Reconstructing the Black Prince’s Jupon with Ninya Mikhalia
Stitch in Time
Last Saturday’s meeting of Enfield & District Embroiderers’ Guild was definitely a Special Event. Ninya Mikhaila, an historical costumier who featured in BBC 4’s A Stitch in Time programme, came to talk about ‘Reconstructing the Black Prince’s Jupon’.
Ninya described the process of researching and reconstructing one of the garments made for the series: the quilted, and heavily embroidered, defensive garment worn by Edward, The Black Prince in the late fourteenth century. The original jupon was displayed over the Prince’s tomb in Canterbury Cathedral for more than 600 years and is now faded, fragile and somewhat altered from its original state. It is so fragile that viewing is restricted and Amber Butchart, fashion historian and the series presenter, was the person chosen.
To establish the dimensions and construction of the garment Ninya consulted historical records which detailed contemporary methods, materials and costs. However, it was Janet Arnold’s article ‘The jupon or coat-armour of the Black Prince in Canterbury Cathedral’ (published in the Journal of the Church Monuments Society ; Volume VIII, 1993, pp.12-24) that provided the dimensions, construction details and diagrams showing the placement of the embroidered motifs which the team needed for the reconstruction.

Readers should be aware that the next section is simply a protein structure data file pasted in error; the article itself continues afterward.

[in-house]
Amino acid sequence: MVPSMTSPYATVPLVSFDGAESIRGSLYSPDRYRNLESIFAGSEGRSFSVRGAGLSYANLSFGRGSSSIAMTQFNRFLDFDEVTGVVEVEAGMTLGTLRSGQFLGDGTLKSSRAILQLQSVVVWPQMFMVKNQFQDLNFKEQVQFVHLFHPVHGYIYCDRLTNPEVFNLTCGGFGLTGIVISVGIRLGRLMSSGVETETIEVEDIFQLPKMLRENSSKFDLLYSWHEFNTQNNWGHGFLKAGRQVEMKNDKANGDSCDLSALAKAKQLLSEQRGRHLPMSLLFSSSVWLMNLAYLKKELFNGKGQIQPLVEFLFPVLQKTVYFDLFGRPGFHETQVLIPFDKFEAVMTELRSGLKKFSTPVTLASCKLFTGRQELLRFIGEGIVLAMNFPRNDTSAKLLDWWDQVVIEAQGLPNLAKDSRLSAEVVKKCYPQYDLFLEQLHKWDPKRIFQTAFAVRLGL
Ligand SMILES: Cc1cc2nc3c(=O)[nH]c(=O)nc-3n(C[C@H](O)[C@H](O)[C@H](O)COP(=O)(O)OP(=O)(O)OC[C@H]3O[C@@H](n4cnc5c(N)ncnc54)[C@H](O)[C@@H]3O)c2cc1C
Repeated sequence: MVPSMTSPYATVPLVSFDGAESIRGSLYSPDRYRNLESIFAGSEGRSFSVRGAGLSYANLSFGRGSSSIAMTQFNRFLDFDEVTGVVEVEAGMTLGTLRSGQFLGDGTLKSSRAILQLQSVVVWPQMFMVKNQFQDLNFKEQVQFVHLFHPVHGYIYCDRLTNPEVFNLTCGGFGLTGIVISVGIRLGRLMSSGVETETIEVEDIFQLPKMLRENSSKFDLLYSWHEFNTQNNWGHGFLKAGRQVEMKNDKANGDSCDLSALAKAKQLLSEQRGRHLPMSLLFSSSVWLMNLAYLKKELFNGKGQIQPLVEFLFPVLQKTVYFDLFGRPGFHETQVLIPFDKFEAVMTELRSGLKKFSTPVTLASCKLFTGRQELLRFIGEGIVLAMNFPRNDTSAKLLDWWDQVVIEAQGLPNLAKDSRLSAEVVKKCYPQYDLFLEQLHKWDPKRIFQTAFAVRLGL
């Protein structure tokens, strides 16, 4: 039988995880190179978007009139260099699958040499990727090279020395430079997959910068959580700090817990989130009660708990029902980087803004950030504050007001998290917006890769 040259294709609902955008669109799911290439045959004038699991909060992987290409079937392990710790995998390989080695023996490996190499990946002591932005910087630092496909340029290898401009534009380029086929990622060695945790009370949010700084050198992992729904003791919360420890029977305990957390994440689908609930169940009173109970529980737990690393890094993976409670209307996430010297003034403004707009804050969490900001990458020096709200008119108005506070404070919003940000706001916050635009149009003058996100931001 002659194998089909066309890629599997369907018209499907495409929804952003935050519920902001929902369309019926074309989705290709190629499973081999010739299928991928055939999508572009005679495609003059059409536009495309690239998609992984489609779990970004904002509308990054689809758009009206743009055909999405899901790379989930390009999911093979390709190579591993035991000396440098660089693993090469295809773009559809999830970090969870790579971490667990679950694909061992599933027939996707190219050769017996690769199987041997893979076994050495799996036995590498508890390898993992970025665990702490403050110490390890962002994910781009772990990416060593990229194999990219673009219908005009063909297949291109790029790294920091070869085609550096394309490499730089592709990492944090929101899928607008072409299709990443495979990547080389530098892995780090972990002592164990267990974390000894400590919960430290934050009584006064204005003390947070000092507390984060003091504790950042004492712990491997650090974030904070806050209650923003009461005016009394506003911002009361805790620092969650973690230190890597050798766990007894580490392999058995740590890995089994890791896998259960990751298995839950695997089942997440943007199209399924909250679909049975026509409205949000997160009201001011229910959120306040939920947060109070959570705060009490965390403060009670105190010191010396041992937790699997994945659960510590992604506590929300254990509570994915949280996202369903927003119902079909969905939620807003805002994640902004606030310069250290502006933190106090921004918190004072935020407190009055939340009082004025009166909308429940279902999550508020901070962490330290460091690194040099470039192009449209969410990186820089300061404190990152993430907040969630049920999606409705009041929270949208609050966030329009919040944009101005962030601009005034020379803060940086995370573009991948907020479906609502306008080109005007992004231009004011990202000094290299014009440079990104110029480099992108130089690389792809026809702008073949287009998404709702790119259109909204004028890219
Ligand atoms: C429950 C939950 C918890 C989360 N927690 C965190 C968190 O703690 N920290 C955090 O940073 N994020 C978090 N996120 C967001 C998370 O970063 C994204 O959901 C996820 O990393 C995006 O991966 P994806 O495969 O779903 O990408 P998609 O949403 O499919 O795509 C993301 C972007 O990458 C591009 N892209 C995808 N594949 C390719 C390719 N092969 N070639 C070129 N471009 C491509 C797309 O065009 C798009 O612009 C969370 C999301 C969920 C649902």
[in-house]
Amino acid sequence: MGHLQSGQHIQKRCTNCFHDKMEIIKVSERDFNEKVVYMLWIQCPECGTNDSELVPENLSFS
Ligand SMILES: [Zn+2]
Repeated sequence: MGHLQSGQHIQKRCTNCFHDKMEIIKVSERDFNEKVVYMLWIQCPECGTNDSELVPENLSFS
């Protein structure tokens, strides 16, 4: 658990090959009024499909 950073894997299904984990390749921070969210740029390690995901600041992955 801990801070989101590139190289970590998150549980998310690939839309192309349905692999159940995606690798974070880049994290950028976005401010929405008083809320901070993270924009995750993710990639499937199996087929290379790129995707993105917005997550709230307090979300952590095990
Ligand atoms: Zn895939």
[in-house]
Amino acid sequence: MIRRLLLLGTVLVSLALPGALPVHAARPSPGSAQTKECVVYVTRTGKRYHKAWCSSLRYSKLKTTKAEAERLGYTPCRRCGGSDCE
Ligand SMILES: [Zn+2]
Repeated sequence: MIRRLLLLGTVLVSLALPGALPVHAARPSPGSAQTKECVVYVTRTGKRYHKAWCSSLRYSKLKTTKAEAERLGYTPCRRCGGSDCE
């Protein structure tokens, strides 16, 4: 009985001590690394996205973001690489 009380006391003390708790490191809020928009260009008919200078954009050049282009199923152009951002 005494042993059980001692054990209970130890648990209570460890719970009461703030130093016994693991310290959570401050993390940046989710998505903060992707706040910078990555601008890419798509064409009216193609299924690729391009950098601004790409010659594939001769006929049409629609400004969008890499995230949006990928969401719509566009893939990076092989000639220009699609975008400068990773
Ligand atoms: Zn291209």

Even with this information, some aspects were not apparent. For example the garment is padded and quilted, but the construction method was not obvious. Consultation with textile historian Lisa Monnas, stitching trial samples and information from Edward III’s household accounts enabled the team to come up with the most probable method.
Ninya, together with fellow historical costumier Harriet Waterhouse and intern Hannah Marples tried different methods for constructing the padded garment: stitching first, then stuffing with cotton fibre; stitching through layers with the cotton fibre sandwiched between and variations of these techniques.
The reconstruction was made and embroidered entirely by hand, as the original would have been. Once the motifs for embroidery had been designed digitally, full scale drawings were made for the embroiderers to work from. The designs were transferred to the fabric using the traditional ‘prick and pounce’ method. Tambor embroidery was used for the leopards, and couching for the fleur de lys motifs. To meet the production schedule and budget the embroidery was undertaken by an expert team based in India. Once the motifs arrived back in the UK, they had to be cut out from the background very close to the stitching before being sewn onto the quilted and padded base layer.
After lining and binding the neckband, the garment was finished. It had taken over 1000 hours of work to complete, much of that being taken up by the hand embroidery. Such a garment, costly in the 14th century, would be unaffordable today.
Ninya had brought the finished jupon for us to see. When she removed the cover, the magnificent detail and vibrant colours were revealed in all their glory: it is truly a garment fit for a prince. From an embroiderers’ and textile historians’ perspective, it was fascinating to hear about the process and day-to-day workings of the project which Ninya conveyed beautifully.
STOP PRESS episodes 1-6 of A Stitch in Time are being repeated on BBC4 at 7.30pm on Mondays, Tuesdays and Wednesdays between 11 and 20 March 2019.